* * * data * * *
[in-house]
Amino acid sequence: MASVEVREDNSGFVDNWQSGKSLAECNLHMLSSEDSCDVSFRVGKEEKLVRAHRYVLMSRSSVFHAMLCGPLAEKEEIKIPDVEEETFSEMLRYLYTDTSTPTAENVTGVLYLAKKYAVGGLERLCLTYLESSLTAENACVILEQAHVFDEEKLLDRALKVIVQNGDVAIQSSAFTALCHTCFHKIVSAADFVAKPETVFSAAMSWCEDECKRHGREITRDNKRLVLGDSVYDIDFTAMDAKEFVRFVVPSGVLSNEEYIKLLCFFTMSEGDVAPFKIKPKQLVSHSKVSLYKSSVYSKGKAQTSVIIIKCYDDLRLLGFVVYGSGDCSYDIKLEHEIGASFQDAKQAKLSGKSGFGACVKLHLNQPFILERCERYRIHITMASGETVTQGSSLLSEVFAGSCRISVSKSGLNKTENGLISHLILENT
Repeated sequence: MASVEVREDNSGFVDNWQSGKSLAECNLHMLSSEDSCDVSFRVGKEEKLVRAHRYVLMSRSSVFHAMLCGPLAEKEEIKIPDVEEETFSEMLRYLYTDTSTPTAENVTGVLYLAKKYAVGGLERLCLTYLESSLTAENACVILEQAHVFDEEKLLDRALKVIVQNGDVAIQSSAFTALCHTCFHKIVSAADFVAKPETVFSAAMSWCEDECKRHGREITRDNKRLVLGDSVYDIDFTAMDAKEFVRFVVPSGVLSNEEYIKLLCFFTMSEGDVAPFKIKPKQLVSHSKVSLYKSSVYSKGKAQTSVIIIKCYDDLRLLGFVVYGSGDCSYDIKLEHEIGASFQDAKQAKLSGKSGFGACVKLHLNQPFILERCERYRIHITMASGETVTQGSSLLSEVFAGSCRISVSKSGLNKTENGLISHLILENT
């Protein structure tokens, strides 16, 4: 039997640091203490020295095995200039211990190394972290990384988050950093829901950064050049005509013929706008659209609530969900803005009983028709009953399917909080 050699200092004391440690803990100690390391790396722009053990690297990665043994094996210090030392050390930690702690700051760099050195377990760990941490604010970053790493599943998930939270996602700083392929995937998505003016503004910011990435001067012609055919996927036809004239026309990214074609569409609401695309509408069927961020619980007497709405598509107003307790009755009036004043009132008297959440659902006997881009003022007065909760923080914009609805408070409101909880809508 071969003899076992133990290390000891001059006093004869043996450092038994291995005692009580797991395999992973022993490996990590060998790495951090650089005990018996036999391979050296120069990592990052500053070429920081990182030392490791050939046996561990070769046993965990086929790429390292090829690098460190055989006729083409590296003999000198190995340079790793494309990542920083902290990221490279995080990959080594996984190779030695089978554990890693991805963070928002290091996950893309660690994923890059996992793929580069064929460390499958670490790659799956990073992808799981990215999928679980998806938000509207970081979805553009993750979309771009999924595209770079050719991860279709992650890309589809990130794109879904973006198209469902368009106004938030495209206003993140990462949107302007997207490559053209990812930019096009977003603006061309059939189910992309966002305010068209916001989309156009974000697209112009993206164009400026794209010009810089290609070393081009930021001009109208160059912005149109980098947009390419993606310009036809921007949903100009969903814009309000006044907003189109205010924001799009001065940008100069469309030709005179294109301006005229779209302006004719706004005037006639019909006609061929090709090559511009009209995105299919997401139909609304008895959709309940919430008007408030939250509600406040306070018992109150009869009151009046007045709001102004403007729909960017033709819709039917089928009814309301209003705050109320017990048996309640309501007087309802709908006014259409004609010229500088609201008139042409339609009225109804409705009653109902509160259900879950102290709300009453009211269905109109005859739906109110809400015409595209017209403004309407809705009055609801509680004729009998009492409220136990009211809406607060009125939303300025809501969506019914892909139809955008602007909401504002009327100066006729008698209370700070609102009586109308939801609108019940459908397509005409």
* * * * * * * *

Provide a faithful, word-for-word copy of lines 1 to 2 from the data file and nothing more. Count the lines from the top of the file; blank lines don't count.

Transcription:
[in-house]
Amino acid sequence: MASVEVREDNSGFVDNWQSGKSLAECNLHMLSSEDSCDVSFRVGKEEKLVRAHRYVLMSRSSVFHAMLCGPLAEKEEIKIPDVEEETFSEMLRYLYTDTSTPTAENVTGVLYLAKKYAVGGLERLCLTYLESSLTAENACVILEQAHVFDEEKLLDRALKVIVQNGDVAIQSSAFTALCHTCFHKIVSAADFVAKPETVFSAAMSWCEDECKRHGREITRDNKRLVLGDSVYDIDFTAMDAKEFVRFVVPSGVLSNEEYIKLLCFFTMSEGDVAPFKIKPKQLVSHSKVSLYKSSVYSKGKAQTSVIIIKCYDDLRLLGFVVYGSGDCSYDIKLEHEIGASFQDAKQAKLSGKSGFGACVKLHLNQPFILERCERYRIHITMASGETVTQGSSLLSEVFAGSCRISVSKSGLNKTENGLISHLILENT